As a viewer one thinks, ‘I’ve had rough jobs but never a situation like that.’ The show also makes one wonder if today’s homeless and down-and-outs are as shamelessly exploited. Just seeing the pregnant, homeless and starving Ruby was probably too disturbing for some viewers – it’s like a vision out of The Grapes of Wrath. Although there is a measure of sympathy among the contestants, survivors must turn a blind eye to the problems of The Other Guy. Our main heroine Gloria is so disgusted when she contemplates Ruby’s condition, that she criticizes the blameless woman. Without a single political tirade, They Shoot Horses underscores the Depression-era subversives’ mantra of economic oppression: the haves maintain the system by keeping the have-nots busy fighting each other.
They Shoot Horses, Don’t They? was begun, planned and prepared by screenwriter James Poe (The Big Knife, Lilies of the Field, The Bedford Incident) as his directing debut. Poe wrote the character of Alice for his wife Barbara Steele, but the role eventually went to Susannah York. (Be sure to read the review addendum, below.) Sydney Pollack stepped in after the major casting was done, making changes to the screenplay and adding players of his own like Michael Conrad. The result was nominated for nine Oscars but the only winner was Gig Young as Best Supporting Actor. When the time came for voting, the movie was probably just too depressing for its own good.
This is possibly Jane Fonda’s best movie, as she seems to inhabit Gloria from the inside out. Gig Young’s complex emcee is indeed an impressive cap on a career mostly spent playing smiling second banana parts. Today we marvel at the film’s wide canvas and the orchestration of so many effective players — Pollack gives most of them stirring moments. He keeps individual stars from upstaging others — even though some of them play characters desperately trying to elbow their way into the spotlight. Red Buttons was often criticized for being an acting lightweight, but with a clever agent who found him flashy roles tailored to nab award nominations. Here Buttons more than earns his keep, suffering with the other actors and not grandstanding. Michael Sarrazin, Susannah York and Red Buttons command our respect — they excel under the film’s rough demands. Bruce Dern exerts masterful self-control, while Bonnie Bedelia makes a stunning impression. That’s a lot of strong acting here, without a single false step or stumble.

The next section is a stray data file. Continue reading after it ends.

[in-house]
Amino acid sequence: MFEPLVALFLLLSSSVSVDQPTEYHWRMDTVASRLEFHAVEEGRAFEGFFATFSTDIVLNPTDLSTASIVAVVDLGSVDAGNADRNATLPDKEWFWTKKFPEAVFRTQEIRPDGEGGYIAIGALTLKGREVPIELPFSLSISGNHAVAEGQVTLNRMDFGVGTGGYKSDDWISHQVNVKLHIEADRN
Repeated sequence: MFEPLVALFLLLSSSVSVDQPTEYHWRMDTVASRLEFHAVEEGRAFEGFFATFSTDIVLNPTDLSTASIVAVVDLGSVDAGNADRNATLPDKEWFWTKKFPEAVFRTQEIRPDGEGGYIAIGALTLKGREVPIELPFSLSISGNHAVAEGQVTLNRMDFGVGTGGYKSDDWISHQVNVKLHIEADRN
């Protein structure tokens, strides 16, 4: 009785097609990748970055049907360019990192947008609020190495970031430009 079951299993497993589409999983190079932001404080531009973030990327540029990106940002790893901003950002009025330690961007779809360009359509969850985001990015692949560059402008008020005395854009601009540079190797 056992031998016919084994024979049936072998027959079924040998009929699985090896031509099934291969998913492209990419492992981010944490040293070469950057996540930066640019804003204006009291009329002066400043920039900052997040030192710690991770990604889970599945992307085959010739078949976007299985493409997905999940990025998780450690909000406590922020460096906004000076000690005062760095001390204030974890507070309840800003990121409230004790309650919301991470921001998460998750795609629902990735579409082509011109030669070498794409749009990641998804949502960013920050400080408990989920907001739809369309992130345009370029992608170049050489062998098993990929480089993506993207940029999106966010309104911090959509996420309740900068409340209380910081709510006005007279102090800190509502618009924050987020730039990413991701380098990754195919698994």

The supporting players are drawn from every corner of the show-biz memory. Terrorized contestant Shirl is Allyn Ann McLerie, who can be seen looking incredibly gorgeous years before in Doris Day’s Calamity Jane. Audience member Madge Kennedy is a once-famous silent movie actress. Perfect casting for a ghoulish producer is Al Lewis, of The Munsters. Other actors with strong earlier associations are Paul Mantee, and Felice Orlandi of Bullitt. Severn Darden steps in momentarily as a nervous competitor. And an award should go to the person who can spot Cynthia Myers as a marathon dancer.
The KL Studio Classics Blu-ray of They Shoot Horses, Don’t They? rescues this impressive picture from the pain inflicted by a terrible flat-letterboxed MGM DVD back in 2004. The new HD image is rich and detailed, showcasing the film’s excellent set designs and art direction, and particularly the brilliant costumes, hair and makeup. It really makes a difference in this picture, which is less a collection of separate scenes than a steady progression of visual deterioration. We can feel the sense of desperation mount.